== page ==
‘Facebook for Palestinians’: inside Israel’s facial recognition surveillance system

Tech tells soldiers whether a person should be ‘detained, arrested or left alone’

A Palestinian passes by the Israeli West Bank barrier

Israel has secretly rolled out a facial recognition system to monitor Palestinians in the West Bank, according to reports.

Serving and former Israeli soldiers told The Washington Post that the military has been conducting a “broad surveillance effort” using smartphone technology called Blue Wolf that “captures photos of Palestinians’ faces and matches them to a database of images”.

An app “flashes in different colours to alert soldiers if a person is to be detained, arrested or left alone”, based on prior information about them, the paper said. The database is “so extensive” that one former Israel Defense Forces (IDF) member described it is as a hidden “Facebook for Palestinians”.

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‘Total violation of privacy’

The IDF members discussed the new surveillance technology with Breaking the Silence, an Israeli non-governmental organisation that allows veterans to confidentially recount their experiences, “on the condition of anonymity for fear of social and professional repercussions”, The Washington Post said.

They said the Blue Wolf app has been “rolled out over the past two years”, and that the database was compiled by soldiers competing to “photo Palestinians, including children and the elderly, with prizes for the most pictures collected by each unit”.

The number of photographs taken “ran well into the thousands”, prompting questions over “how surveillance technologies that are hotly debated in Western democracies are already being used behind the scenes in places where people have fewer freedoms”.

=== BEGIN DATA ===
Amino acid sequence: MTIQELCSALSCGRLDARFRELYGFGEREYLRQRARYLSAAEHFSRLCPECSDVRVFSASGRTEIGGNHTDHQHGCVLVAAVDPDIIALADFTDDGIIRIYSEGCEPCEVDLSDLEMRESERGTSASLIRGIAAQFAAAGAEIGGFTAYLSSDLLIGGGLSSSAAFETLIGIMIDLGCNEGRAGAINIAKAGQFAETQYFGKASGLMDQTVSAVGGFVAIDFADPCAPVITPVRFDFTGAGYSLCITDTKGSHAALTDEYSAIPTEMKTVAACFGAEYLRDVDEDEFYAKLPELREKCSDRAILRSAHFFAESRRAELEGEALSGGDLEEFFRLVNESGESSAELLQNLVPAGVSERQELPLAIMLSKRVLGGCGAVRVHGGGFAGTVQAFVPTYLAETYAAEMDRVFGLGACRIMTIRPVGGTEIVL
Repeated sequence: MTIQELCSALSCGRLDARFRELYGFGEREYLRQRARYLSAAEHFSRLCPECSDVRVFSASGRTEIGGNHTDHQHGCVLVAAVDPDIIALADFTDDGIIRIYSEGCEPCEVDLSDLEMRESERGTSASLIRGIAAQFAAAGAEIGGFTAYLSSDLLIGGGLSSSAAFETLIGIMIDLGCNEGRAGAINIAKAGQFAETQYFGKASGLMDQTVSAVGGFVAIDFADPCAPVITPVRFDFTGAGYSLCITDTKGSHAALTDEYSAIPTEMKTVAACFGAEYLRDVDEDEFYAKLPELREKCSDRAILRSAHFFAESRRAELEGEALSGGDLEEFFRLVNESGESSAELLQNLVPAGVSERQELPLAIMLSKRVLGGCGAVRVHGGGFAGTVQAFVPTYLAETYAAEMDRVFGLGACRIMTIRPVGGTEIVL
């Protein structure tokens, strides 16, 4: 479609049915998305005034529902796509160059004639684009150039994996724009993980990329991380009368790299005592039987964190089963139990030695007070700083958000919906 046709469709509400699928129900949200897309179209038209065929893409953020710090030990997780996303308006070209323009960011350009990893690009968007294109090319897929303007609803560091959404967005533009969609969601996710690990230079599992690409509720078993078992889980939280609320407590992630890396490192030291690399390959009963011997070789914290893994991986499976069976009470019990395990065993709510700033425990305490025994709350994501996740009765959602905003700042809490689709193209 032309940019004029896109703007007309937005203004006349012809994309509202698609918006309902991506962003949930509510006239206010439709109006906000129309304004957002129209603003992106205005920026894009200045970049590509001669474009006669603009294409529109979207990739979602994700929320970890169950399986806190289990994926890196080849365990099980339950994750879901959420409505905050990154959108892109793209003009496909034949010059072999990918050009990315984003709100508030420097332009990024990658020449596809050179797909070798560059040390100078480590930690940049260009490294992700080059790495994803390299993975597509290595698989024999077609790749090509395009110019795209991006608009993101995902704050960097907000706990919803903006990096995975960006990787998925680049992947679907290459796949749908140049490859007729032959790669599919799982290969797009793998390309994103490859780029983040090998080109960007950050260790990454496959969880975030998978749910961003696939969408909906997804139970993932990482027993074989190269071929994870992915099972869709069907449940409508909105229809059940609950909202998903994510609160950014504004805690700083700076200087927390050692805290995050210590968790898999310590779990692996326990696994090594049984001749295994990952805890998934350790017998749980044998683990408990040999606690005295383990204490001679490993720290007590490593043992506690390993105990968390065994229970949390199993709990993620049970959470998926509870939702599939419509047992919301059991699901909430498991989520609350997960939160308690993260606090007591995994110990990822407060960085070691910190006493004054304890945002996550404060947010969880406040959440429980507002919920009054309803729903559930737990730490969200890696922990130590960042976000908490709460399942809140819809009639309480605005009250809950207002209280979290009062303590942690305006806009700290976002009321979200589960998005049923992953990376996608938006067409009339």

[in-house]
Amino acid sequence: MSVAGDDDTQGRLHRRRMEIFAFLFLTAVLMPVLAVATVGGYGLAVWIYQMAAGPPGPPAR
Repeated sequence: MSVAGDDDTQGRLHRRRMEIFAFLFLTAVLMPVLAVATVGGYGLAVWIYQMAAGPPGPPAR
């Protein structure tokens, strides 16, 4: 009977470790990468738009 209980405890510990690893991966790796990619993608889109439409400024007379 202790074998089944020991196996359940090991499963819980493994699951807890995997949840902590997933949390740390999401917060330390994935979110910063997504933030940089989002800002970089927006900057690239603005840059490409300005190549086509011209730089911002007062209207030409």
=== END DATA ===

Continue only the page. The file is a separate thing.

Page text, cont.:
“I wouldn’t feel comfortable if they used it in the mall in [my hometown], let’s put it that way,” a recently discharged IDF soldier told the paper.

“People worry about fingerprinting, but this is that several times over,” they added, describing the facial recognition system as “total violation of privacy of an entire people”.

Israel’s facial recognition system also includes “White Wolf”, said Haaretz. The app has “been previously disclosed” and “is used by security officials in West Bank settlements to provide identification information about Palestinians before they enter settlements to work”.

It was rolled out in 2019 when Israel was “upgrading its West Bank checkpoints with facial recognition technology to verify Palestinians’ identities as they cross into Israel”, NPR reported at the time.

The process “takes a few seconds” and sees “Palestinians place electronic ID cards on a sensor, stare at the aperture of a small black camera, then walk past panels fanning open to let them through”.

However, it drew “criticism about the role the controversial technology plays in Israel’s military control over Palestinians”, the broadcaster added.

In response to questions from The Washington Post about the launch of Blue Wolf, the IDF said “routine security operations” were “part of the fight against terrorism and the efforts to improve the quality of life for the Palestinian population in Judea and Samaria”. Judea and Samaria is the Israeli name for the West Bank.